P07 - Mobile Archivists: Outreach on the Go 
Catherine Hannula, California State University, Stanislaus /  Jennifer Barth, Wisconsin Historical Society

In July 2016, three archivists planned and designed a personal digitization workshop series, called the North Woods Tour, across rural northern Wisconsin where there are few professional archivists nearby. The series was designed to empower local communities to digitize their own historical items of interest. These items, both in original and digital form, were to fully remain in the patrons' hands, thus promoting a sense of trust and transparency between the archivists and the public.

P08 - Colorado State Archives First Born 
Scott Lawan, Colorado State Archives

In Colorado, when a court case or other legal matter involves a section of the Colorado Revised Statutes, attorneys investigate the bill's legislative history to present the legislative intent to the judge. Preserving and providing documentation verifying the validity of this legislative history aids in ensuring government transparency in Colorado. Lawan and Smallwood present a use case demonstrating the value of conducting thorough planning and documentation to guarantee transparency of government records.

P09 - The World Is Not Flat: How We Moved Beyond the Flatbed Scanner 

Alessandro Meregaglia, Boise State University / Jim Duran, Vanderbuilt University Libraries

Boise State University Special Collections and Archives instituted a rapid-scanning program using an overhead camera and imaging software. Our poster presentation illustrates a) how we designed the system using donated resources and strategic purchasing of equipment, b) our imaging workflow, and c) metrics about speed and training. This poster highlights new advances in imaging technology, our combination of software and repurposed hardware to digitize diverse objects efficiently, and how archivists can reproduce this set-up themselves.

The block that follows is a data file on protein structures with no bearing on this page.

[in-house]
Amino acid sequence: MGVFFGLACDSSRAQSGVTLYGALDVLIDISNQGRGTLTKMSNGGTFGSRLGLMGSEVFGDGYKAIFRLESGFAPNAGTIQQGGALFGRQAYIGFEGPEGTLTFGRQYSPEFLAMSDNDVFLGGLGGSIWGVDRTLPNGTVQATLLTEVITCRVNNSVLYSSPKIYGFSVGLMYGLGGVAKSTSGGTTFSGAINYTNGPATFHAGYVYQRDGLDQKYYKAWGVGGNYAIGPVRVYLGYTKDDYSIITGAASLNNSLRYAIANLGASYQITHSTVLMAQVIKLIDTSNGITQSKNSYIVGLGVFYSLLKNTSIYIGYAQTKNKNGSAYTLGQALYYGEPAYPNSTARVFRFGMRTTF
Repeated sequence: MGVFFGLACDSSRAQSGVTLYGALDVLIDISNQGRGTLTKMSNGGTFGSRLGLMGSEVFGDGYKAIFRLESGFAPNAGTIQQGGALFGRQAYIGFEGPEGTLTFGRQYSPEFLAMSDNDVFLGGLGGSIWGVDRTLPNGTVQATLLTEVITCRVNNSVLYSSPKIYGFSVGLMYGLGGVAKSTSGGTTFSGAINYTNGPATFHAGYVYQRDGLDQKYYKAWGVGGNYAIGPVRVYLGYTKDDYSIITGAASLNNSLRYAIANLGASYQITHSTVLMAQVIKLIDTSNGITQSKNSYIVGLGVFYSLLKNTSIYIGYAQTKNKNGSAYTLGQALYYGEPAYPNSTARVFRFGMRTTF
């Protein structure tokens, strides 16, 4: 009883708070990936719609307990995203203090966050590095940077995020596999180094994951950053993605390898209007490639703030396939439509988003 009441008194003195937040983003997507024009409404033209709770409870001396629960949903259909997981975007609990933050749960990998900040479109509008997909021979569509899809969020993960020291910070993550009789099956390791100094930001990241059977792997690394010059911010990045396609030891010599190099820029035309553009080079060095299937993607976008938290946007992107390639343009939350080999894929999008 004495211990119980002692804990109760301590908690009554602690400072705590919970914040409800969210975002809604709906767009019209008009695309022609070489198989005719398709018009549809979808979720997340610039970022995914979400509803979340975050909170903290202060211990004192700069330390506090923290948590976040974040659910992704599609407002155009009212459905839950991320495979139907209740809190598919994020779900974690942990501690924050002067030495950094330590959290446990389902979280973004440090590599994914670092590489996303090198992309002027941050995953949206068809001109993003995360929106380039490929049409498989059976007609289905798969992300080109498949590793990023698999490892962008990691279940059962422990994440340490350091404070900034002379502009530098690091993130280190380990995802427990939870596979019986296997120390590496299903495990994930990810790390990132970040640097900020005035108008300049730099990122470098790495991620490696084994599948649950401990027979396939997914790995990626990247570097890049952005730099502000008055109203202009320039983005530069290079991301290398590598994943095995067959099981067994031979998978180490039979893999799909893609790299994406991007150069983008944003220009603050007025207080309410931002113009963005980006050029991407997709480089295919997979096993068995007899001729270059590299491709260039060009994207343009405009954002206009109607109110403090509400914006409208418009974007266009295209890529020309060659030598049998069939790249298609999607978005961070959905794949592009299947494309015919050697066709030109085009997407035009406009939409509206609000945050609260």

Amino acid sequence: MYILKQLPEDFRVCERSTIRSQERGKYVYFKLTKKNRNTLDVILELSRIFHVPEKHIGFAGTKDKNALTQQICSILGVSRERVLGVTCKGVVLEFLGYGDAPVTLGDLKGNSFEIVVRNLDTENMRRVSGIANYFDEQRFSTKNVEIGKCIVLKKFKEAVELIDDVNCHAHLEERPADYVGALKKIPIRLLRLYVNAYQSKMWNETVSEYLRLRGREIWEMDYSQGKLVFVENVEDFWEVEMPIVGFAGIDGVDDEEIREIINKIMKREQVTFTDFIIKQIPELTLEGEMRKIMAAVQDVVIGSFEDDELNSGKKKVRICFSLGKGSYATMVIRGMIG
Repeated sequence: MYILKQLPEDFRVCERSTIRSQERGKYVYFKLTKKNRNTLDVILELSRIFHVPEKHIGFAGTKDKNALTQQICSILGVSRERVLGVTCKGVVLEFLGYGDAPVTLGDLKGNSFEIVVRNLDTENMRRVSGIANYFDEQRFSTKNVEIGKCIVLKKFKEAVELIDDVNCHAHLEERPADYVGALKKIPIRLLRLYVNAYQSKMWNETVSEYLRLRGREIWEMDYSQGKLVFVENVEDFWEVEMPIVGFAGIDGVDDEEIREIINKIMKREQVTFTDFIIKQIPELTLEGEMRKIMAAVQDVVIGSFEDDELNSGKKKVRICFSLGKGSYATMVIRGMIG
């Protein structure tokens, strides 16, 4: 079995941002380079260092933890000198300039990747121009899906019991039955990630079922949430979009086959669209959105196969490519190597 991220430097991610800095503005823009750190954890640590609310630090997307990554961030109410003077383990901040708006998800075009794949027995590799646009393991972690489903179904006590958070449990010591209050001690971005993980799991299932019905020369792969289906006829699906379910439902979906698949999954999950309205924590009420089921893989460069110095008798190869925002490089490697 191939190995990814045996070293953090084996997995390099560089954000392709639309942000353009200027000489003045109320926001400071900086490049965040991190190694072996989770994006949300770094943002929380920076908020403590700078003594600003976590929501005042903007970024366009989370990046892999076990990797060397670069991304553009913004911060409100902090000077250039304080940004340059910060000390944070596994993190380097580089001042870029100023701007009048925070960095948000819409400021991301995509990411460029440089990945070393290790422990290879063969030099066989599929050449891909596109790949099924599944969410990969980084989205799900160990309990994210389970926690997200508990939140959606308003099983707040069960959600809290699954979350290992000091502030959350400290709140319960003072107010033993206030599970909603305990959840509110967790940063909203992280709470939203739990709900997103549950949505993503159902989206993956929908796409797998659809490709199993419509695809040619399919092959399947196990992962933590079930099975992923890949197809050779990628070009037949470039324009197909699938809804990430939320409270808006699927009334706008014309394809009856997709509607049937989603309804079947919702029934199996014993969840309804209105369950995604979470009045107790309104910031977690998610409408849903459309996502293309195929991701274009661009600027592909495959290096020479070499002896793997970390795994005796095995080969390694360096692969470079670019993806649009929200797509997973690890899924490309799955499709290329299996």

P10 - How Can Archives and Special Collections be a Part of Makerspace? 

Fatemeh Rezaei, University of Baltimore

Makerspace is one of the new ideas/features of the future libraries. It involves having more space for creativity and invention and different methods for learning. I argue that archives and special collections also have the opportunity to be part of Makerspace. My research focuses on how archives and special collections can be involved in Makerspace in academic libraries and what distinct values it can offer to contribute to a more effective Makerspace.

P11 - Search Among Sensitive Content: Investigating Archivist and Donor Conceptions of Privacy, Sensitivity, and Access 
Katie Shilton and Douglas Oard, University of Maryland

This poster presentation describes initial findings from a collaborative investigation of contextual privacy and redaction in email archives. By interviewing archivists and donors of email collections, the project team has identified themes of what constitutes a "sensitive" email record and is building an ontology of categories of sensitivity in email communications. This project deconstructs definitions of privacy, sensitivity, transparency, and access from interdisciplinary research using an archival lens.

P12 - Reduce, Rehouse, Reveal: Employing Extensible Processing at The Henry Ford 
Janice Unger, The Henry Ford

This poster presentation focuses on an extensible processing project that occurred at the Benson Ford Research Center in the midst of creating shelf space for an extremely large collection. It explores the reasons for choosing this process, information included on finding aids, challenges faced, and benefits that resulted.

P13 - Escape the Archives: Public Programming to Promote Transparency 

Hillary S. Kativa, Science History Institute

In October 2017, archivists at the Othmer Library of Chemical History staged a special archives-themed "Escape the Room" game during the library's annual open house. The result? A fun and engaging way to promote transparency and educate the public about archival work. From planning and development to outcomes and lessons learned, see how they did it and gain the tools and inspiration necessary to undertake similar initiatives at your own institution.